And so on.  

But this will only work if the comments are factually and logically accurate, precise, and complete.  Emotional, unsupported, or vapid commentary, which often crowd the Comment field, can be effectively drowned out by extensive and documented discussion pertinent to the issue at hand (not necessarily in support of the initial assertion, either).  

The educational value of Close Commenting goes beyond the value of blogging.  When we require deep, critical, commenting, and assess it, we build the skills of both writing and close reading.  It is an essential skill.

At any age or school year or subject, a Close Comment should have these elements:

  • a specific reference to a key element of the text (the original text or a comment to which the student is replying), quoted and introduced correctly: __________ [or You] states/asserts/proposes/criticizes X/assumes/identifies X, "______________________.") - this demonstrates that student has done a close reading of the source text
  • a transitional or introductory word or phrase, which should avoid using "I" (Another argument/example/interpretation - On the other hand - The opposite is true - etc.)
  • a discussion or logical explanation of the validity of the point being made
  • (optional) a concise summary of what has been said
Sound familiar?

How to?  Do not just ask a question.  You must provide analytical or informational or argumentative text to which students will respond (not creative text).  I personally like provacative science texts, cartoons, short videos (include ads) and "out there" interpretations of events or texts.  Make yourself a collection of these appropriate to your students and your school.

The space (real or digital) to which you post this text must have a reply feature.  The space must be visual in that all Comments and the reply thread are visible to readers. Some suggestions:

  • Safe: 
    • digital classroom - using a blogging platform to which students have been given accounts (such as Google's Blogger through Google Education, Kidblog or edublogs), use a private post to post a text - invite students and begin the conversation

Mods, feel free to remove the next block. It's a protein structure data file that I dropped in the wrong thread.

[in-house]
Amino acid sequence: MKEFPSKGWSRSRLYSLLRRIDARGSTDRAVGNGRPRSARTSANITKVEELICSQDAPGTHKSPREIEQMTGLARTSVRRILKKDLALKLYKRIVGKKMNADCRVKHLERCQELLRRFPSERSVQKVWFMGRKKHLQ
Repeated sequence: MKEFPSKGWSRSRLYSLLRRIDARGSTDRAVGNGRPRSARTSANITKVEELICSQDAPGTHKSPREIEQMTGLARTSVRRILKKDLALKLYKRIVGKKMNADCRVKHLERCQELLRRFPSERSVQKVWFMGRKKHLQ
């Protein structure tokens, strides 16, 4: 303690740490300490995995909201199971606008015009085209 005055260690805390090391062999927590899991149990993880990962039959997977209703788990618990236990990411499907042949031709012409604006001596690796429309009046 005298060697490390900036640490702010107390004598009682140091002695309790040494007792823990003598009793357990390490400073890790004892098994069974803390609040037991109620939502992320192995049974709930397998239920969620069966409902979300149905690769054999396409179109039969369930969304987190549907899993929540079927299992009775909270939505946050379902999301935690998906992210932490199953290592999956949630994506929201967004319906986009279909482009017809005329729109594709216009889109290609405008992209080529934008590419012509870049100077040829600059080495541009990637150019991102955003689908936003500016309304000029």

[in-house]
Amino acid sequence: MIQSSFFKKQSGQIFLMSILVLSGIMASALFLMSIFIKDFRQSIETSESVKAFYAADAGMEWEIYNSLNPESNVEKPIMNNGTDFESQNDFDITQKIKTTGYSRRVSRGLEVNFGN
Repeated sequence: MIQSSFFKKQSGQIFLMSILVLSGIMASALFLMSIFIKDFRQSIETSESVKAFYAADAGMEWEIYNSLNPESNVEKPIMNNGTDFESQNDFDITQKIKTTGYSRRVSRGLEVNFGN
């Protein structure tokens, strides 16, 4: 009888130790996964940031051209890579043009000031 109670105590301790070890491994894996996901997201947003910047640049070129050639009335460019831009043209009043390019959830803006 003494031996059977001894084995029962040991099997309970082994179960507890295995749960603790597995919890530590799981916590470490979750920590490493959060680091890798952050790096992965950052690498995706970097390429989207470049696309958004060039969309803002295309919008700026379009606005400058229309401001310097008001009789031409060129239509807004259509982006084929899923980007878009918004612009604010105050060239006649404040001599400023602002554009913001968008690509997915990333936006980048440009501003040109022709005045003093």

• digital classroom - using an ed.Voicethread account to which students have accounts, post a text - invite students and begin the conversation
    • ditto Thinglink
    • post text on large paper or paste onto poster board - student can respond on index cards and attach responses, maintaining the vertical alignment of online comments and with horizontal space for branching (replies)
    • digital use a "brainstorming" platform (such as to create a web
  • Less safe:
    • Scoop an article (after you have created an account and a Topic for yourself), send students to the URL or embed your Topic elsewhere online, and let the conversation begin
    • use any blogging platform that can be accessed through your school, post a text, etc.
    • embed Close Comments in YouTube videos that have been posted to YouTube
  • Badges:
    • recognize the best student Close Comments by making them source texts or by posting them in some way - in your comment, point out what makes this an excellent example
There are other tools for Close Commenting.  If you have a favorite, let me know.  Other ideas?


  1. I see your point. I really hadn't thought much about extending versus closing the conversation. If you look at the second comment Mitra wrote, I responded to his four points and we had more of a conversation. I feel that in that moment I wanted to clarify information rather than extend the conversation.

    1. I suppose the author of a source text should be excused from my "rules." Thinking as a teen or tween, it might be very difficult to respond to (even well-written) commentary. I tried to express the value of the comment stream is more for the reader than for the original writer. I think of it as a long, winding complex text road.
      You do more than most to encourage conversations. What I personally dislike is bloggers and authors who end posts with "Do you have any thing to add to the list?" That is not a conversation, although it might make for a nice list poem. I would rather get a suggestion in an email and save the comment space for content rich text.
      Anyway - glad you responded. I do know that you continued the conversation - sorry I did not note that.